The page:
It's hard to fault the Colorado's design, off-road hardware or systems, or other mechanicals here; it was simply behaving as a truck behaves when it's being driven like it's in a commercial. There just aren't any grab handles. There are none on the driver's side, and the passenger gets just one on the a-pillar, where, if I'd slid my seat up far enough to reach, my knees would have been battered to shards on the dash.


This leads us to the Colorado's few flaws. Regarding the grab handle observation, Chevy reps on site gave a shrug and a nod with no effort to defend what is almost certainly a bean-counter's decision rather than an oversight; we personally wouldn't be surprised if they quietly appear in a mid-cycle refresh a couple years down the road. Sure, most Colorado buyers probably won't off-road, but it's not a cheap truck and it seems like a bad idea to save a few bucks by letting owners struggle to get in and out. Especially, again, considering the level of thought and detail paid to exterior access.

Chevy reps told us the off-roading interface was intuitive; we'd disagree. The dial to select drive modes doesn't illuminate to show which mode you're in; the infotainment display changes as the dial scrolls and may or may not stay on what you selected (or, in our case, thought we selected); and the mode might show up on the instrument cluster. Or not. No doubt you'd get the hang of it if it was your truck, but for our purposes, we just wanted the drive mode and drive type illuminated to confirm our selections, like you'd find on nearly any other vehicle equipped with such systems.

And, while it's not a flaw, specifically, but perhaps better described as a design oddity — when's the last time you saw a prominent whip antenna on a brand-new vehicle? That poor element looks as dated as an aux-in jack.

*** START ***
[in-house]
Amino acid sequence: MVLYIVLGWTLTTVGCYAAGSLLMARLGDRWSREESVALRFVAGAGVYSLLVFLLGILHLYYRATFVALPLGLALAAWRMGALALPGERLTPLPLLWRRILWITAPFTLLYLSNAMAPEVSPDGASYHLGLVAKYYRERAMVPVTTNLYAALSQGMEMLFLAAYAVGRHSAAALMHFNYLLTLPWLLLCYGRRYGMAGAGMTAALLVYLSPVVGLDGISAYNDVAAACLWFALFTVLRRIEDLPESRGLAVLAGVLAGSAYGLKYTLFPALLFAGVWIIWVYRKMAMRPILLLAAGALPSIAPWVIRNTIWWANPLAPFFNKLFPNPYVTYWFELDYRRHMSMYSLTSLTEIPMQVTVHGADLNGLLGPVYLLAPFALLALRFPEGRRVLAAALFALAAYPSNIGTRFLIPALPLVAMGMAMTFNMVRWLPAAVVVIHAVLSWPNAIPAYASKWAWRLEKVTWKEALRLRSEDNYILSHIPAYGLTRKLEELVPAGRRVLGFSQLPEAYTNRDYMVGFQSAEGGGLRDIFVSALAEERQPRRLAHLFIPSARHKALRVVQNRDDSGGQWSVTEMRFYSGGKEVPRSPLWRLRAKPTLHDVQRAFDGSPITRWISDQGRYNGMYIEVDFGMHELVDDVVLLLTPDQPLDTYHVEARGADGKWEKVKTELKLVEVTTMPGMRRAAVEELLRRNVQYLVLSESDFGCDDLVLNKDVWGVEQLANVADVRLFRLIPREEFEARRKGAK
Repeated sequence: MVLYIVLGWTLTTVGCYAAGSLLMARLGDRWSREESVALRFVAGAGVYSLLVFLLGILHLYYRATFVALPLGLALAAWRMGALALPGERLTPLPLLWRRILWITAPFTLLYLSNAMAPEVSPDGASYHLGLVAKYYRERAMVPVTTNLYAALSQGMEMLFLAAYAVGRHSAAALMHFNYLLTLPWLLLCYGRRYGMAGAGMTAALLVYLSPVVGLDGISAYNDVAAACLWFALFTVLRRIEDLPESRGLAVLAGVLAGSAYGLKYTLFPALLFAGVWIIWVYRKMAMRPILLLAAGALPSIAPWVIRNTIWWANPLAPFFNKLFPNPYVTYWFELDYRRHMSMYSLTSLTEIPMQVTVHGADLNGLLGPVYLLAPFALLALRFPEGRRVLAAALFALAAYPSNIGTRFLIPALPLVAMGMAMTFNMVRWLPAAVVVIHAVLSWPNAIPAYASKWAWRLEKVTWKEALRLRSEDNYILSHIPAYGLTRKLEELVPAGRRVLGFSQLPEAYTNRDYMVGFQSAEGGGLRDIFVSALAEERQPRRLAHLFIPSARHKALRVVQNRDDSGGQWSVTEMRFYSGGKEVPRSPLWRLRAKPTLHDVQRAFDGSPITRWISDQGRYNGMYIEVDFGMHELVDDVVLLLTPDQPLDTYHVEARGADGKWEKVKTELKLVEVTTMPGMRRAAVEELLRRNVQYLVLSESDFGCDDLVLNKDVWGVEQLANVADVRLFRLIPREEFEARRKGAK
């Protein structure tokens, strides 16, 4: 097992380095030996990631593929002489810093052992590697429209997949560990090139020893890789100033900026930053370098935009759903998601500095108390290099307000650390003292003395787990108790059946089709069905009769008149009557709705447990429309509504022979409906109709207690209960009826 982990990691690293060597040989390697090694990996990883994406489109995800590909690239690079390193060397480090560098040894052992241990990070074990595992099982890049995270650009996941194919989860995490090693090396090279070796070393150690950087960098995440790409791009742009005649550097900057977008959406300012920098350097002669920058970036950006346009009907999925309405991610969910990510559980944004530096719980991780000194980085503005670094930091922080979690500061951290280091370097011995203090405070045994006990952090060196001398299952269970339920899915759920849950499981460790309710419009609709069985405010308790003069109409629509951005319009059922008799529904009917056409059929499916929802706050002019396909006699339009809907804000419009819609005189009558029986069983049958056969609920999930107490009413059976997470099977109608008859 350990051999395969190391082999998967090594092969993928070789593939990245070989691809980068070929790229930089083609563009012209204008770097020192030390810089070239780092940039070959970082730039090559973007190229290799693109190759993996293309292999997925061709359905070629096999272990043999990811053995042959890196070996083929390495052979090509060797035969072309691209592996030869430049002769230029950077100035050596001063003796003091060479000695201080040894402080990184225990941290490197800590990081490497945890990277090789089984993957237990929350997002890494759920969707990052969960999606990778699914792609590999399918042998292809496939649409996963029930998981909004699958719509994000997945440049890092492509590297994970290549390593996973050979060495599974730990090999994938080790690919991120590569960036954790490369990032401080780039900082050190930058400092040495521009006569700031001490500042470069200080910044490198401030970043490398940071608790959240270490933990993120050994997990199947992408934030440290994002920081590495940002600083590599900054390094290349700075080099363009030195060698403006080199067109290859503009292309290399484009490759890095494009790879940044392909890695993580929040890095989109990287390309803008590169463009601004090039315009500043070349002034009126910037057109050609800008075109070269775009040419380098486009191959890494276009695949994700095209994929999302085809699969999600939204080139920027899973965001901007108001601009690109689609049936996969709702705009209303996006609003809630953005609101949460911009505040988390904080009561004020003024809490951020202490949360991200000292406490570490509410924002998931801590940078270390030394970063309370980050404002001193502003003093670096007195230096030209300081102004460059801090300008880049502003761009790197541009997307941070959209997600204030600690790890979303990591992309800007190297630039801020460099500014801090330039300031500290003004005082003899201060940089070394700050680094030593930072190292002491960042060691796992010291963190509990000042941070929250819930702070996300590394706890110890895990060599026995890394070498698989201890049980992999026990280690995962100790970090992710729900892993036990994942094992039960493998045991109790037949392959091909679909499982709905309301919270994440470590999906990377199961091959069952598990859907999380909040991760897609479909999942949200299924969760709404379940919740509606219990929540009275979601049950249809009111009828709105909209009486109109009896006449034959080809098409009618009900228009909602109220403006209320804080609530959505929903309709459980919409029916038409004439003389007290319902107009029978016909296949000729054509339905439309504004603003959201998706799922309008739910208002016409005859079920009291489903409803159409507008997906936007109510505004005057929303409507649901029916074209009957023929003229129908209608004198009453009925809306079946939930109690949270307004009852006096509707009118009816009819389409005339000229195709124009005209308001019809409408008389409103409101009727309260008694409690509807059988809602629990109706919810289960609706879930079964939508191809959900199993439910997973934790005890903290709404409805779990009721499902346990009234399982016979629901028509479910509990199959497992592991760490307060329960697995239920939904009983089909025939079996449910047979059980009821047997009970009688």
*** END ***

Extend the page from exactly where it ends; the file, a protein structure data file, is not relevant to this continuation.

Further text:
Pricing and availability

The 2023 Colorado is exclusively available with a crew cab and short box configuration with room for five passengers. When it hits dealerships by the spring, it'll start at $29,200 for the base WT model, which is competitive with rivals like the Toyota Tacoma and Ford Ranger (for the purposes of more accurate comparison, we're leaving the unibody compact pickups out of this; they're a thing of their own). The LT, at $31,600, adds some creature comforts. Budget another $3,300 or so to upgrade the WT or LT from rear-drive to 4WD.

The three top trims include 4WD. The Trail Boss starts at $37,000, Z71 at $39,900, and ZR2 at $46,800. Note that these prices are based on Chevy's press briefing and are a little lower than the prices on Chevy's website at the time of publication. Across the lineup, Chevy tacks on another $1,495 for the destination charge.

The sticker price for the Z71 test car provided for most of this review was $48,730, which includes the destination charge, a sunroof, a technology package and two convenience packages with a ton of creature comforts (bringing the Z71 close to or at "fully loaded" status), plus the trailering package and underbody trail camera package. If you're going to budget this much for a Colorado, at least check out the ZR2 for comparison first — we can't wait until we get that opportunity ourselves.